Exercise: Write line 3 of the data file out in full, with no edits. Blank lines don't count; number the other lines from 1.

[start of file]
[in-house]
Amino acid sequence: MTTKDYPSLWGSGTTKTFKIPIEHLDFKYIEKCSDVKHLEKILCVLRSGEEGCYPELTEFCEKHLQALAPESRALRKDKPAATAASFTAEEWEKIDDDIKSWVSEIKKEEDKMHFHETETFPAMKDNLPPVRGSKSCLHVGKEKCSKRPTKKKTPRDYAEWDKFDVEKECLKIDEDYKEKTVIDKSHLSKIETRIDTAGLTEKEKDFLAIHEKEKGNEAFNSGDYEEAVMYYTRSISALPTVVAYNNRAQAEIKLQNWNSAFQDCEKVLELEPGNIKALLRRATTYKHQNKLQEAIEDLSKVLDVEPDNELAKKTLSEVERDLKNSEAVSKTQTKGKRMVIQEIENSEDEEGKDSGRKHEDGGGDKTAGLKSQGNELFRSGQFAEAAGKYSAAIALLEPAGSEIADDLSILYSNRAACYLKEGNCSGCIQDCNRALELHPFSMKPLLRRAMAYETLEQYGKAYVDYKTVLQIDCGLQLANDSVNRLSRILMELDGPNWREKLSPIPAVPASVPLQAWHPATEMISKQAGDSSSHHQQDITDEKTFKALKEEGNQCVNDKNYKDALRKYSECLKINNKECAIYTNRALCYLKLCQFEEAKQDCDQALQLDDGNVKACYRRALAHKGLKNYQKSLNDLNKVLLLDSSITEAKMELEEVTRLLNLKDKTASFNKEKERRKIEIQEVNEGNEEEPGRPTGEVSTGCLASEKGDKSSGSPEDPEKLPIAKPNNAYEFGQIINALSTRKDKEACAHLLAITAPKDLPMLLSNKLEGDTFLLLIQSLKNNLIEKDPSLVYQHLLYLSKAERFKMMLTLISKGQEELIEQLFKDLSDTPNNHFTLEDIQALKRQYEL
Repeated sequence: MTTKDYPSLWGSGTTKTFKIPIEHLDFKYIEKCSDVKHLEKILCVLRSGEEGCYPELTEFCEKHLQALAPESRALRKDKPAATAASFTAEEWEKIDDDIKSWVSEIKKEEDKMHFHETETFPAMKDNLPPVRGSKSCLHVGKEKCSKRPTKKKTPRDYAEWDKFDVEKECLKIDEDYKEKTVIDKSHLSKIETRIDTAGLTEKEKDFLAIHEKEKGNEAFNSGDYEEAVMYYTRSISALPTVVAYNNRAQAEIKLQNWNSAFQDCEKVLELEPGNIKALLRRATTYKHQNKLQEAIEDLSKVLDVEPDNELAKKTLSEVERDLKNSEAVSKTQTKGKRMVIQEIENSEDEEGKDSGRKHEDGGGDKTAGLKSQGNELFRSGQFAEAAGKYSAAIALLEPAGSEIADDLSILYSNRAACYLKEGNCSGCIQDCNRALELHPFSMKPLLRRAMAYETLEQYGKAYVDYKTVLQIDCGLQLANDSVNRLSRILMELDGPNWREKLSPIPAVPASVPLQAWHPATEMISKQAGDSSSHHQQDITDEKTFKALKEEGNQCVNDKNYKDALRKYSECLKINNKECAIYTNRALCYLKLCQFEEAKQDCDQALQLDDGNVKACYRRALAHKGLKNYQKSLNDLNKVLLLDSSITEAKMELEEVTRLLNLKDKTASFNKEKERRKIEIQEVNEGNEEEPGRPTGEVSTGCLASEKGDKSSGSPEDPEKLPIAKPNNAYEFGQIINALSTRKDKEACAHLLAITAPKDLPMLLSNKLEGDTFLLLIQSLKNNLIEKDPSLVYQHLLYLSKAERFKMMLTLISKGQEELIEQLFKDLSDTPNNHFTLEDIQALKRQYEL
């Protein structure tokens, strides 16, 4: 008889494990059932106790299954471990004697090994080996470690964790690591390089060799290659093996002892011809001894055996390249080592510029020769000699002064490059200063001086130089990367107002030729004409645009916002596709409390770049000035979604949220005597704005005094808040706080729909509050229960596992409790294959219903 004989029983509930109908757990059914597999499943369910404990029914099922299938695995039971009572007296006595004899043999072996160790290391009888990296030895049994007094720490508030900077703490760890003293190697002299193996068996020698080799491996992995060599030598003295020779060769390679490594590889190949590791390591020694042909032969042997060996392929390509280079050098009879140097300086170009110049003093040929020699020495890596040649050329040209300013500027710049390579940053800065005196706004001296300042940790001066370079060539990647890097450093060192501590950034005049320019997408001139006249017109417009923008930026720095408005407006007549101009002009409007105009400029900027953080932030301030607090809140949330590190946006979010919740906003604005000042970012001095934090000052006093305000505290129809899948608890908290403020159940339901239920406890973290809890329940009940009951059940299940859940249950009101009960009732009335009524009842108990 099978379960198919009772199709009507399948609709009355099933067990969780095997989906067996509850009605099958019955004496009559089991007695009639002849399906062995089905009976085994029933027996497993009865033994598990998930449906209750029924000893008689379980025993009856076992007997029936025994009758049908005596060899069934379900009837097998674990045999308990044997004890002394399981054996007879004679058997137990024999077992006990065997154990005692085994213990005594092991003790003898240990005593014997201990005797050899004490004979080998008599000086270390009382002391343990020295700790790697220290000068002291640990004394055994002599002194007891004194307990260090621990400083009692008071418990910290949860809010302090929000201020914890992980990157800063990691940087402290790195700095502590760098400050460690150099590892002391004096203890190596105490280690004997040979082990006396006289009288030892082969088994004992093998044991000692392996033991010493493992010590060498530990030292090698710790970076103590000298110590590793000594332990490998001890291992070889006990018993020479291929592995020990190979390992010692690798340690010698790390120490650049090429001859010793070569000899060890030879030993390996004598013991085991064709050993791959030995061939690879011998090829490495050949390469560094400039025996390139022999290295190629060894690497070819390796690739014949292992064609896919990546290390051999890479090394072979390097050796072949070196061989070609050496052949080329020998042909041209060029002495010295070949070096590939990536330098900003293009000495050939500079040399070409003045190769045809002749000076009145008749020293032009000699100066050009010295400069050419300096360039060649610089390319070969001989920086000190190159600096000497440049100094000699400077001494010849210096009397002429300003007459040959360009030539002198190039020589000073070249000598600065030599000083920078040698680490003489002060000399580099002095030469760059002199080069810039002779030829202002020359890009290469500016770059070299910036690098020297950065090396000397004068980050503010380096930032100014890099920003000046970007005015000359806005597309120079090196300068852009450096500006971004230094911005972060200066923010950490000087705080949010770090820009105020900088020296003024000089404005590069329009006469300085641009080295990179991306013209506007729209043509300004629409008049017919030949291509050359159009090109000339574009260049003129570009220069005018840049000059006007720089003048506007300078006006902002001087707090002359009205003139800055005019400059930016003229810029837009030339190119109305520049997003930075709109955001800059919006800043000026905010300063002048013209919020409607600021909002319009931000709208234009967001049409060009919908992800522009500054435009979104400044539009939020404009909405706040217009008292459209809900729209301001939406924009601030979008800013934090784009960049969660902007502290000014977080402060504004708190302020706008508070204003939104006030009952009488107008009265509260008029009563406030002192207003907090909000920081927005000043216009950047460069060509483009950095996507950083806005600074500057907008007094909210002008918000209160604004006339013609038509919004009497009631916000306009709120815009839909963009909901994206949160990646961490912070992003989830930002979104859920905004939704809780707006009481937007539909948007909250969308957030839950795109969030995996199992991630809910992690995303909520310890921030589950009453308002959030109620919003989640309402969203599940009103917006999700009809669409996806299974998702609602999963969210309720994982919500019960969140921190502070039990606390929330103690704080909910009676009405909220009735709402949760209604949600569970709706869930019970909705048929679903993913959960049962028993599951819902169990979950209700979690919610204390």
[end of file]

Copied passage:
Repeated sequence: MTTKDYPSLWGSGTTKTFKIPIEHLDFKYIEKCSDVKHLEKILCVLRSGEEGCYPELTEFCEKHLQALAPESRALRKDKPAATAASFTAEEWEKIDDDIKSWVSEIKKEEDKMHFHETETFPAMKDNLPPVRGSKSCLHVGKEKCSKRPTKKKTPRDYAEWDKFDVEKECLKIDEDYKEKTVIDKSHLSKIETRIDTAGLTEKEKDFLAIHEKEKGNEAFNSGDYEEAVMYYTRSISALPTVVAYNNRAQAEIKLQNWNSAFQDCEKVLELEPGNIKALLRRATTYKHQNKLQEAIEDLSKVLDVEPDNELAKKTLSEVERDLKNSEAVSKTQTKGKRMVIQEIENSEDEEGKDSGRKHEDGGGDKTAGLKSQGNELFRSGQFAEAAGKYSAAIALLEPAGSEIADDLSILYSNRAACYLKEGNCSGCIQDCNRALELHPFSMKPLLRRAMAYETLEQYGKAYVDYKTVLQIDCGLQLANDSVNRLSRILMELDGPNWREKLSPIPAVPASVPLQAWHPATEMISKQAGDSSSHHQQDITDEKTFKALKEEGNQCVNDKNYKDALRKYSECLKINNKECAIYTNRALCYLKLCQFEEAKQDCDQALQLDDGNVKACYRRALAHKGLKNYQKSLNDLNKVLLLDSSITEAKMELEEVTRLLNLKDKTASFNKEKERRKIEIQEVNEGNEEEPGRPTGEVSTGCLASEKGDKSSGSPEDPEKLPIAKPNNAYEFGQIINALSTRKDKEACAHLLAITAPKDLPMLLSNKLEGDTFLLLIQSLKNNLIEKDPSLVYQHLLYLSKAERFKMMLTLISKGQEELIEQLFKDLSDTPNNHFTLEDIQALKRQYEL